An assessment about whether Macau has achieved its targets to improve the environment, stipulated by the government in an environmental protection planning report, shows that six indicators out of nine have achieved the short term targets while the rate of rubbish recycling failed to reach the target.
The other two indicators could not be assessed “due to absence of data”.
A press conference about the assessment results was hosted by Environmental Protection Bureau (DSPA) Acting Director Vong Man Hung.
In 2012, the bureau published the report detailing its plans – specifying what the bureau has to do – about improving and protecting Macau’s environment. The report specifieddifferent tasks and targets which needed to be achieved in three stages, namely short-term (2010-12), mid-term (2013-15) and long-term (2016-20). The tasks cover various environmental issues including air, water, noise, energy saving and recycling.
The report also specified the target figures, which Macau should achieve at the end of the three stages – 2012, 2015 and 2020 – for 11 indicators measuring how different environmental issues have improved.
The bureau commissioned the South China Institute of Environmental Protection, part of the Ministry of Environmental Protection in Beijing, to conduct the assessment of how –and if – the bureau has achieved its various tasks for the short term. It also assessed whether Macau has achieved the report’s nine environmental indicators, which are relevant for the short-term, of the 11 indicators.
The nine indicators are energy consumption per unit of gross domestic product (GDP), clean energy utilisation rate, compliance rate of air quality, overall index of quality of coastal waters, treatment rate of urban wastewater, average reduction of regional noise, recovery rate of recyclable waste, treatment rate of hazardous waste, and urban green area rate.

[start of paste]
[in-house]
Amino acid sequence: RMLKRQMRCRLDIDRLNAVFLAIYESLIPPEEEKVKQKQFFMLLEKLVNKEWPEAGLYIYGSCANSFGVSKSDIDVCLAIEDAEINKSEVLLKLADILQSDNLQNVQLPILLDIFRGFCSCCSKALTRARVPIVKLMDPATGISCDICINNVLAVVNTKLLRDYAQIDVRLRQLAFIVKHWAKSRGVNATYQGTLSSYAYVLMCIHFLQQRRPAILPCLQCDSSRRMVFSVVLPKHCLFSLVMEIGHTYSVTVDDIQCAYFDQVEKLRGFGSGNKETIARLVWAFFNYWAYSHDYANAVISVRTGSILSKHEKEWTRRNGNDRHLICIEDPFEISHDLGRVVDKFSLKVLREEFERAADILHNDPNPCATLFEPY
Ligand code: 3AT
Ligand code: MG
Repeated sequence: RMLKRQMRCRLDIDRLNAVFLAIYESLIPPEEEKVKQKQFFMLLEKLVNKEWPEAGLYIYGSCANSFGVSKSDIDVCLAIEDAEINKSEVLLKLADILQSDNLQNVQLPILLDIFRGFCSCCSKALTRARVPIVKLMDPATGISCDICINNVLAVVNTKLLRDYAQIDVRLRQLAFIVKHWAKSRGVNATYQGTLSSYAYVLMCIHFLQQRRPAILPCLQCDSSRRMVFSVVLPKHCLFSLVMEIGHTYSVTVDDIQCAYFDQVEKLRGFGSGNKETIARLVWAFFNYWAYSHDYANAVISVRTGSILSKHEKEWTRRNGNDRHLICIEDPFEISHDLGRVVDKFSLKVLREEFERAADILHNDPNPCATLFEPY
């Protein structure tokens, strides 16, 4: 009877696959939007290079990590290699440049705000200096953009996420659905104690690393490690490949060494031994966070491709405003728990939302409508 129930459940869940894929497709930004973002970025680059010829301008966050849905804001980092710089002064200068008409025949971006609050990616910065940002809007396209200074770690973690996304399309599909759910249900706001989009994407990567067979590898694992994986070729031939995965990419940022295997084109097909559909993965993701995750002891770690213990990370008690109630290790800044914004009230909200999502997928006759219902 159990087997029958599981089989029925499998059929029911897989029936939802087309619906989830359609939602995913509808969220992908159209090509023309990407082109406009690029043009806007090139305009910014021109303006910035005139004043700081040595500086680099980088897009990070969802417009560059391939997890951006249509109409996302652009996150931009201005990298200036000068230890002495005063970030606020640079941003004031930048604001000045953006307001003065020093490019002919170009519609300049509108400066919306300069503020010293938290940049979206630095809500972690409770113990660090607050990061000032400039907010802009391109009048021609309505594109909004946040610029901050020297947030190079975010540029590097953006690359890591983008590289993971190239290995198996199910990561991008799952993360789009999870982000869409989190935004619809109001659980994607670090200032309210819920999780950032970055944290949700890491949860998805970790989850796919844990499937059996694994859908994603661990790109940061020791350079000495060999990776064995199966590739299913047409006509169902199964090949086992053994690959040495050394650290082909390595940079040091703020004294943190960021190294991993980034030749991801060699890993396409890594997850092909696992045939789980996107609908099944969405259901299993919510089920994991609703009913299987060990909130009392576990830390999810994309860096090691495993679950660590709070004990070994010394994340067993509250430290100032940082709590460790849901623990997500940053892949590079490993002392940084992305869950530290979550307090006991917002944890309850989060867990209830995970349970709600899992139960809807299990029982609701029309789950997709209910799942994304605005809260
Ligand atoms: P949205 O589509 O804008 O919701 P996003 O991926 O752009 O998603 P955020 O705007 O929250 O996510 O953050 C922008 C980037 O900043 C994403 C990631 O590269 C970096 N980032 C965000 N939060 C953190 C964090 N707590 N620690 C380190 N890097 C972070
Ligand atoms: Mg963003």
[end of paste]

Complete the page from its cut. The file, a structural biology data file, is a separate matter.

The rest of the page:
The assessment results showed that the recovery rate of recyclable waste failed to reach the target for 2012, while concerning the clean energy utilisation rate and urban green area rate the assessment report states there is an “absence of data”. The other six indicators achieved the goals.
The planning report stipulated that the recovery rate of recyclable waste should be 20 percent in 2012. However, the assessment report shows that the rate was 19.1 percent. The rate is defined as “the ratio of recovered recyclable waste to the total urban solid waste”, according to the planning report.
The assessment report points out that because the supply of natural gas to Macau was suspended in June 2011 “the data is absent” for the city’s clean energy utilisation rate, but it added that the rate was 20.6 percent in 2010, which was higher than the 2012 goal – 18 percent.
When asked about the recovery rate of recyclable waste failing to achieve the goal, Vong said one reason was the rapid increase in refuse in recent years and she admitted that the effort to promote recycling was inadequate. She added that the figure – 19.1 percent – was still higher than the 18.6 percent in 2009. She promised to expand the recyclingnetwork to try to increase the rate.
When asked what could be done about the city’s nearly full landfill for construction waste, Vong said that the government was planning to begin filtering construction waste which could be recycled. She said that this would be done in areas near the landfill site and then the waste chosen for recycling would be stored there temporarily, for the purpose of being recycled later.
The landfill site for construction waste is located in the eastern Cotai area.